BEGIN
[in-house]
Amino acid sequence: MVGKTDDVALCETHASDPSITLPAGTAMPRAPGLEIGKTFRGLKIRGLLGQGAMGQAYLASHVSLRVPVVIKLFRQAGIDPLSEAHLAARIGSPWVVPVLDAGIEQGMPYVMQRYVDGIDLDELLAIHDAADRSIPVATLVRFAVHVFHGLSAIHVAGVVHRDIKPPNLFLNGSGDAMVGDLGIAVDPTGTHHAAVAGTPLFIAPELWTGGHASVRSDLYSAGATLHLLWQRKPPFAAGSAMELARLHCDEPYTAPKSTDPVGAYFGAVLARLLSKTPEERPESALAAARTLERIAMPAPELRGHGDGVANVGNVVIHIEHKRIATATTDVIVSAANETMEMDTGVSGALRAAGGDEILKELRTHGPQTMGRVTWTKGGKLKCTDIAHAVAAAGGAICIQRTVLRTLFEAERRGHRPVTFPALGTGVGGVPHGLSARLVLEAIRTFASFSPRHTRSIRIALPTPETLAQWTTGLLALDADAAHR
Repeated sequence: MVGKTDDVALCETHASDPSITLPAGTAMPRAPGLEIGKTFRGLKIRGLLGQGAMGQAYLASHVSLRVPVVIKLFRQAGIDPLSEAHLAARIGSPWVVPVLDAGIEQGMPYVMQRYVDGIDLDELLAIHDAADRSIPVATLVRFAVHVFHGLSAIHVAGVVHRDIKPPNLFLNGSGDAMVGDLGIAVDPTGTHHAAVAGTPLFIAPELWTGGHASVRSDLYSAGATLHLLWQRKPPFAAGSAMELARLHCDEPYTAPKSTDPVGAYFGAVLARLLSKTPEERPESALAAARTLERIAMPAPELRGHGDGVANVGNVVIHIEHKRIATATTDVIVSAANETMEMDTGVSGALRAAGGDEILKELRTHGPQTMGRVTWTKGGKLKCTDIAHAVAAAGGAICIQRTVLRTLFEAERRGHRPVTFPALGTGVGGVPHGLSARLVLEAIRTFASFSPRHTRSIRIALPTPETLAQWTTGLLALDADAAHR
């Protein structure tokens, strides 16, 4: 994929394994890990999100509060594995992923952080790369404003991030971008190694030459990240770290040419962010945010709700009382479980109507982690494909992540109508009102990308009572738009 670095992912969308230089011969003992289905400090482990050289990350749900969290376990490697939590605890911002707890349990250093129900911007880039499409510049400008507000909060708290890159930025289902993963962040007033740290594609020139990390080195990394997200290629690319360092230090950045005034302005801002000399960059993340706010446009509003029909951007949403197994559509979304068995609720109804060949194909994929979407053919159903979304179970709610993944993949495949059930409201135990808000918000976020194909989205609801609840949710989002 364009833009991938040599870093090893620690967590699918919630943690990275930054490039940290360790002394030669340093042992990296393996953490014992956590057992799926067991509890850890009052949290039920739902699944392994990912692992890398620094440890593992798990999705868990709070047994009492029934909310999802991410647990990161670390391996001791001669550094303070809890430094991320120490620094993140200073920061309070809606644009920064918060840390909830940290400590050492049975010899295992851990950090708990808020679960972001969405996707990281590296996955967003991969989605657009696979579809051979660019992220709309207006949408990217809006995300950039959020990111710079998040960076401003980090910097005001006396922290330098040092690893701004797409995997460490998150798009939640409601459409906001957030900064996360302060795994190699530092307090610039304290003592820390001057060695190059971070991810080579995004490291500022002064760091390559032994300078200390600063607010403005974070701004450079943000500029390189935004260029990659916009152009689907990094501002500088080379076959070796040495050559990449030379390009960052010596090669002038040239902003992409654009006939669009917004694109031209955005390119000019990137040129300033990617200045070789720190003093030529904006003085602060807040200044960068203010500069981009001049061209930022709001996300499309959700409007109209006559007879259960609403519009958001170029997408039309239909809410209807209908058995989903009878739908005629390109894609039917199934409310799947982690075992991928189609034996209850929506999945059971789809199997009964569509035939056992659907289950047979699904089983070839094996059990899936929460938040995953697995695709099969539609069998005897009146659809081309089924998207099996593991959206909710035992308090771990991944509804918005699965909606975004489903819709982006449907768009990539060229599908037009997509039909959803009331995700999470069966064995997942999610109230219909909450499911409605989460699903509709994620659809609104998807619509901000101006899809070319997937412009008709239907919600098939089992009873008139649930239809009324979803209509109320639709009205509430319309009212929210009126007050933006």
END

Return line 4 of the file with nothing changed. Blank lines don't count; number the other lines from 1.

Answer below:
């Protein structure tokens, strides 16, 4: 994929394994890990999100509060594995992923952080790369404003991030971008190694030459990240770290040419962010945010709700009382479980109507982690494909992540109508009102990308009572738009 670095992912969308230089011969003992289905400090482990050289990350749900969290376990490697939590605890911002707890349990250093129900911007880039499409510049400008507000909060708290890159930025289902993963962040007033740290594609020139990390080195990394997200290629690319360092230090950045005034302005801002000399960059993340706010446009509003029909951007949403197994559509979304068995609720109804060949194909994929979407053919159903979304179970709610993944993949495949059930409201135990808000918000976020194909989205609801609840949710989002 364009833009991938040599870093090893620690967590699918919630943690990275930054490039940290360790002394030669340093042992990296393996953490014992956590057992799926067991509890850890009052949290039920739902699944392994990912692992890398620094440890593992798990999705868990709070047994009492029934909310999802991410647990990161670390391996001791001669550094303070809890430094991320120490620094993140200073920061309070809606644009920064918060840390909830940290400590050492049975010899295992851990950090708990808020679960972001969405996707990281590296996955967003991969989605657009696979579809051979660019992220709309207006949408990217809006995300950039959020990111710079998040960076401003980090910097005001006396922290330098040092690893701004797409995997460490998150798009939640409601459409906001957030900064996360302060795994190699530092307090610039304290003592820390001057060695190059971070991810080579995004490291500022002064760091390559032994300078200390600063607010403005974070701004450079943000500029390189935004260029990659916009152009689907990094501002500088080379076959070796040495050559990449030379390009960052010596090669002038040239902003992409654009006939669009917004694109031209955005390119000019990137040129300033990617200045070789720190003093030529904006003085602060807040200044960068203010500069981009001049061209930022709001996300499309959700409007109209006559007879259960609403519009958001170029997408039309239909809410209807209908058995989903009878739908005629390109894609039917199934409310799947982690075992991928189609034996209850929506999945059971789809199997009964569509035939056992659907289950047979699904089983070839094996059990899936929460938040995953697995695709099969539609069998005897009146659809081309089924998207099996593991959206909710035992308090771990991944509804918005699965909606975004489903819709982006449907768009990539060229599908037009997509039909959803009331995700999470069966064995997942999610109230219909909450499911409605989460699903509709994620659809609104998807619509901000101006899809070319997937412009008709239907919600098939089992009873008139649930239809009324979803209509109320639709009205509430319309009212929210009126007050933006």